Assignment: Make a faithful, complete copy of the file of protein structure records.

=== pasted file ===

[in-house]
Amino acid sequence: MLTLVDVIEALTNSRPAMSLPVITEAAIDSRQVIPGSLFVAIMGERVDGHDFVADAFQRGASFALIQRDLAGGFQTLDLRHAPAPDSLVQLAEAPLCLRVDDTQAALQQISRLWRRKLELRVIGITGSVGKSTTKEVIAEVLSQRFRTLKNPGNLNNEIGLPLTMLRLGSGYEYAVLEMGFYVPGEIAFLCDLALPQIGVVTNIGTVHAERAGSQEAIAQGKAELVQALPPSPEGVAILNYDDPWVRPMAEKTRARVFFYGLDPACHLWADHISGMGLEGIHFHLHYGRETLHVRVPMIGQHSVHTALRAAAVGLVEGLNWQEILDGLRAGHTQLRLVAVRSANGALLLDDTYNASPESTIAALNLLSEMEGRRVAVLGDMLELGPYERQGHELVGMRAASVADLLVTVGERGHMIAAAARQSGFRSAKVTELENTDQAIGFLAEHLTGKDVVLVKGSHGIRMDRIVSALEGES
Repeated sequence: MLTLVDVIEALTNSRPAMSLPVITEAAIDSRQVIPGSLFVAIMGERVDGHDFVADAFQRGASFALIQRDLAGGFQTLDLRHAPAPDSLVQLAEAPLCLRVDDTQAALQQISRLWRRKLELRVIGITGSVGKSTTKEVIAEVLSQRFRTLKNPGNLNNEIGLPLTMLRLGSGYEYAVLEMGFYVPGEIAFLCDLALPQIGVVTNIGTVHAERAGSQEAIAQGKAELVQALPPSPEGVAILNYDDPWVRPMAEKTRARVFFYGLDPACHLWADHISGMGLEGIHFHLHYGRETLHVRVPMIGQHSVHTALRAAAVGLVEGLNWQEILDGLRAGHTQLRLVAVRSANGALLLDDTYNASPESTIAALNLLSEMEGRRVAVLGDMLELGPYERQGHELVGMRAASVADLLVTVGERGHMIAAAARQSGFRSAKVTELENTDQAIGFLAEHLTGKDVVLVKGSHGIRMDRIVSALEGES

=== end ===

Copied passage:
[in-house]
Amino acid sequence: MLTLVDVIEALTNSRPAMSLPVITEAAIDSRQVIPGSLFVAIMGERVDGHDFVADAFQRGASFALIQRDLAGGFQTLDLRHAPAPDSLVQLAEAPLCLRVDDTQAALQQISRLWRRKLELRVIGITGSVGKSTTKEVIAEVLSQRFRTLKNPGNLNNEIGLPLTMLRLGSGYEYAVLEMGFYVPGEIAFLCDLALPQIGVVTNIGTVHAERAGSQEAIAQGKAELVQALPPSPEGVAILNYDDPWVRPMAEKTRARVFFYGLDPACHLWADHISGMGLEGIHFHLHYGRETLHVRVPMIGQHSVHTALRAAAVGLVEGLNWQEILDGLRAGHTQLRLVAVRSANGALLLDDTYNASPESTIAALNLLSEMEGRRVAVLGDMLELGPYERQGHELVGMRAASVADLLVTVGERGHMIAAAARQSGFRSAKVTELENTDQAIGFLAEHLTGKDVVLVKGSHGIRMDRIVSALEGES
Repeated sequence: MLTLVDVIEALTNSRPAMSLPVITEAAIDSRQVIPGSLFVAIMGERVDGHDFVADAFQRGASFALIQRDLAGGFQTLDLRHAPAPDSLVQLAEAPLCLRVDDTQAALQQISRLWRRKLELRVIGITGSVGKSTTKEVIAEVLSQRFRTLKNPGNLNNEIGLPLTMLRLGSGYEYAVLEMGFYVPGEIAFLCDLALPQIGVVTNIGTVHAERAGSQEAIAQGKAELVQALPPSPEGVAILNYDDPWVRPMAEKTRARVFFYGLDPACHLWADHISGMGLEGIHFHLHYGRETLHVRVPMIGQHSVHTALRAAAVGLVEGLNWQEILDGLRAGHTQLRLVAVRSANGALLLDDTYNASPESTIAALNLLSEMEGRRVAVLGDMLELGPYERQGHELVGMRAASVADLLVTVGERGHMIAAAARQSGFRSAKVTELENTDQAIGFLAEHLTGKDVVLVKGSHGIRMDRIVSALEGES